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Stimulating and facilitating individual learning and development in self-managing teams : an exploratory case study in the context of software development.

Hul, L. van 't (2018) Stimulating and facilitating individual learning and development in self-managing teams : an exploratory case study in the context of software development.

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Abstract:INTRODUCTION. A growing number of organisations has implemented self-managing teams to cope with their complex and rapidly changing environment. Especially in the context of software development, employees are confronted with short development and learning times and continuous changes in customer needs and technologies. In self-managing teams, employees are expected to take on greater responsibility for their own learning and development. At the same time, HR(D) professionals are challenged to build environments in which the learning potential of self-managing teams can be fully utilised. While self-managing teams are becoming increasingly implemented in organisations, the implications of self-management for individual learning and development have only received little attention in current research. OBJECTIVES. Therefore, this study addressed the research gap by investigating the learning activities employees of self-managing teams engage in, and the factors that enable and hinder learning in the context of software development. METHOD. An exploratory case study was performed in which semi-structured interviews were conducted with 20 members of five multidisciplinary self-managing teams in an IT company. Participants differed in their craftsmanship: backend developers, frontend developers, user experience designers, graphic designers, and product owners participated in this study. RESULTS. In addition to many studies describing (inter-)team learning, the results of this study show that individuals also engage in different learning activities to develop themselves. First, individuals regularly took on new roles or tasks, implemented new technologies, helped others in their learning and learned further at home through hobby projects. Less often individuals participated in formal training or conferences, organised feedback sessions, consulted colleagues from other teams, or worked temporarily at or together with another team. Furthermore, this study reveals that multiple factors were found to enable or hinder learning in self-managing teams, each in its own way. This study shows that a self-managing team may be a stimulating work environment for employees that can self-direct their learning, but may be a pitfall for employees that find doing so more difficult. Moreover, employees of self-managing teams experience some lack of clarity about the distribution of responsibilities when it comes to learning and development. CONCLUSION. This study complements previous research by aligning research and practice through revealing the everyday challenges that self-managing teams face regarding learning and development. Furthermore, practical implications are discussed on how to further benefit the stimulating conditions, or adjust the hindering conditions for learning. Through for example providing time for experimenting, supporting and coaching teams in feedback giving and receiving, or starting the conversation about responsibility, learning and development can be further stimulated and facilitated in the case study company. While this study attempted to understand the implications of self-management for learning, future research should study teams for what they are as in practice teams cannot be compared. Future research would benefit from a ‘complexity’ or ‘systems theory’ approach to create more understanding of individual learning and development in contemporary organisations.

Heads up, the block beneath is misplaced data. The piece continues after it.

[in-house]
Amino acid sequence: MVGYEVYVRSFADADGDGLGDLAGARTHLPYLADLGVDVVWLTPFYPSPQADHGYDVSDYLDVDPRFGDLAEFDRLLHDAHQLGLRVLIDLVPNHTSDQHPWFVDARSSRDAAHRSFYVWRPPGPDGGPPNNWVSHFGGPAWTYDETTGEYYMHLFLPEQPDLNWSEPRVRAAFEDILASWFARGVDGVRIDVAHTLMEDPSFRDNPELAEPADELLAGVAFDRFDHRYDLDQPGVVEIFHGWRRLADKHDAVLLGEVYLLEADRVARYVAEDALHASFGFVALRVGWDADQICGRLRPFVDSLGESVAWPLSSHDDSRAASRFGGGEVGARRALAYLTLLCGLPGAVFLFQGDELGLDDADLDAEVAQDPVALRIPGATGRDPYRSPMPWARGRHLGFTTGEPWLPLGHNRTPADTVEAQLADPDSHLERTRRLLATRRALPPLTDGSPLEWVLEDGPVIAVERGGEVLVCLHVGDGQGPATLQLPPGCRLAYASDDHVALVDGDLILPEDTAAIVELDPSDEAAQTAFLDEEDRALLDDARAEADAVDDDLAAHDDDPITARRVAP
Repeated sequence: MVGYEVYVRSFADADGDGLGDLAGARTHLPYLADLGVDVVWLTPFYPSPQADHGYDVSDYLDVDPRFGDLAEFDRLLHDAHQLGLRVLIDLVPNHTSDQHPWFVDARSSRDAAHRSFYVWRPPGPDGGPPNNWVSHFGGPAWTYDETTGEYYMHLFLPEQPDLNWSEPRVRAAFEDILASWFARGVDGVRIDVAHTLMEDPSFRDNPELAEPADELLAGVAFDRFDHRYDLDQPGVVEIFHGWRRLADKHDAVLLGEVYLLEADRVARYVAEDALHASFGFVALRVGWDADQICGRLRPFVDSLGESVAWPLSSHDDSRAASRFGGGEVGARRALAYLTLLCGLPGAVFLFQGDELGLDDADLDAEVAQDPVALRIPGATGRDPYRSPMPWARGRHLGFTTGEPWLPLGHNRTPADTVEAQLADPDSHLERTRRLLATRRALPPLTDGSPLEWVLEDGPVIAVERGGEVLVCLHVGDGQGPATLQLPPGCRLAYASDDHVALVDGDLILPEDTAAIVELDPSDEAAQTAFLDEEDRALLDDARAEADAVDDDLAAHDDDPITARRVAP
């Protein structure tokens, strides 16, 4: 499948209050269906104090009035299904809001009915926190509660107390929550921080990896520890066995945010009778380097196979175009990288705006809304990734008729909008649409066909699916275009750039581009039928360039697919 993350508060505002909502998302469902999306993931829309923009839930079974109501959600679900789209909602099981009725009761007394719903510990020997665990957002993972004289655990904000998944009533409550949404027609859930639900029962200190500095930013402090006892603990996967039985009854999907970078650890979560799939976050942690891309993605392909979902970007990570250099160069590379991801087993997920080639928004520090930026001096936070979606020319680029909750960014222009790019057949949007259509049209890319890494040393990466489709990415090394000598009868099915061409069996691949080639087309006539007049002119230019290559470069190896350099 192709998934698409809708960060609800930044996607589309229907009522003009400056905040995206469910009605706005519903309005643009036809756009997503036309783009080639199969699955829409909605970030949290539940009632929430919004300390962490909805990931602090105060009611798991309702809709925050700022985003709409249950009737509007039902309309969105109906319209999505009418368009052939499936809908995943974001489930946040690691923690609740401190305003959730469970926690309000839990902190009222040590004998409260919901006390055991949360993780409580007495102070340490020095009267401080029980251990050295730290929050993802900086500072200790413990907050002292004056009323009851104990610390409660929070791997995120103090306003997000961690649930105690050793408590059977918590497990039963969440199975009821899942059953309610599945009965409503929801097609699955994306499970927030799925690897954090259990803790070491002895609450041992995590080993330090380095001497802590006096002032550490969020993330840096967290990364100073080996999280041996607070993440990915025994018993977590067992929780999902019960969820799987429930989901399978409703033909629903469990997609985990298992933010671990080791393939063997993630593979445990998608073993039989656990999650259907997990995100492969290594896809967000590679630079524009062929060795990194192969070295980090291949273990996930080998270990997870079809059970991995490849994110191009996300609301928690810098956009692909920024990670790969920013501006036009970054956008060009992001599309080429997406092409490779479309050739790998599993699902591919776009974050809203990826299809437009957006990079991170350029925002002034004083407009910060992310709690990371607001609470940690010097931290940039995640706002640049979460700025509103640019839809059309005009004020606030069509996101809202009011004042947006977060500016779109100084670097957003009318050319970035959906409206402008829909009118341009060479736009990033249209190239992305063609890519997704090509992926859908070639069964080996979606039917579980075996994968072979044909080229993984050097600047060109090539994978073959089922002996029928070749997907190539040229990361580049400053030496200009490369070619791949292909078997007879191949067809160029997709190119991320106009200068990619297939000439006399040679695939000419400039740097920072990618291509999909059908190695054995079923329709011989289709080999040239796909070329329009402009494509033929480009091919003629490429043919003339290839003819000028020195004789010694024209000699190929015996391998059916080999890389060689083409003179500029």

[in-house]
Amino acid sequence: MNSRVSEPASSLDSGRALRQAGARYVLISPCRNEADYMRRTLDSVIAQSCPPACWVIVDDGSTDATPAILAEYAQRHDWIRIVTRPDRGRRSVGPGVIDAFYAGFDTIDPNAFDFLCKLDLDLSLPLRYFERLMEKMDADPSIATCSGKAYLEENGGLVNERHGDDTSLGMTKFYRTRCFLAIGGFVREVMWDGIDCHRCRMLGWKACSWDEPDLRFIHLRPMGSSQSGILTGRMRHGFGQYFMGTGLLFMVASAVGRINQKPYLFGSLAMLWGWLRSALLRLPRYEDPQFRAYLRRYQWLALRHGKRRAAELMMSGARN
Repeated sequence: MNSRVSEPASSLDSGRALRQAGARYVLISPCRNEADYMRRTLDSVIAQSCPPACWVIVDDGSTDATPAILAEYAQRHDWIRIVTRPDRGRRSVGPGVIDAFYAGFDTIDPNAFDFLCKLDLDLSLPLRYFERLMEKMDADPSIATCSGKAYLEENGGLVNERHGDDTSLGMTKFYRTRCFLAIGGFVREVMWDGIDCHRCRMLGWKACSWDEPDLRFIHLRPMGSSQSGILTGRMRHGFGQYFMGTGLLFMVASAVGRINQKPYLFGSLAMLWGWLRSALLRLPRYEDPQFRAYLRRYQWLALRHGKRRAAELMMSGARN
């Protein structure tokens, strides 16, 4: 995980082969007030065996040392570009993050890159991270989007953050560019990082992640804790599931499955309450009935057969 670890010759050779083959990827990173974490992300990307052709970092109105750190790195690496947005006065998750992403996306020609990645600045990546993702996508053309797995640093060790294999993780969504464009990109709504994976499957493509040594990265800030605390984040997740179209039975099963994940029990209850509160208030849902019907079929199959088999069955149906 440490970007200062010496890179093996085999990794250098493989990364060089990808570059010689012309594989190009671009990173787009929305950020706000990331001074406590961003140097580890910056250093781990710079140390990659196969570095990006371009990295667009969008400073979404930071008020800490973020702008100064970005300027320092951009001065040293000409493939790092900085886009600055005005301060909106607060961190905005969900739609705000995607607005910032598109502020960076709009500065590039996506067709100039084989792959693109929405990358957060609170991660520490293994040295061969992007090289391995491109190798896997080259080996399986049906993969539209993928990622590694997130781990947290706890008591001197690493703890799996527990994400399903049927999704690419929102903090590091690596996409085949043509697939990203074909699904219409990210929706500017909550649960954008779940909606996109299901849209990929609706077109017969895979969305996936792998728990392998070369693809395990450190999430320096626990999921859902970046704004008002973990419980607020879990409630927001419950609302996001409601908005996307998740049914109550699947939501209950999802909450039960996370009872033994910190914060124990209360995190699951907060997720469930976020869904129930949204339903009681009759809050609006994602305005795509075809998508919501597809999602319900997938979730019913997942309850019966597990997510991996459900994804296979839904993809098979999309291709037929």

Item Type:Essay (Master)
Faculty:BMS: Behavioural, Management and Social Sciences
Subject:05 communication studies
Programme:Communication Studies MSc (60713)
Link to this item:http://purl.utwente.nl/essays/74913
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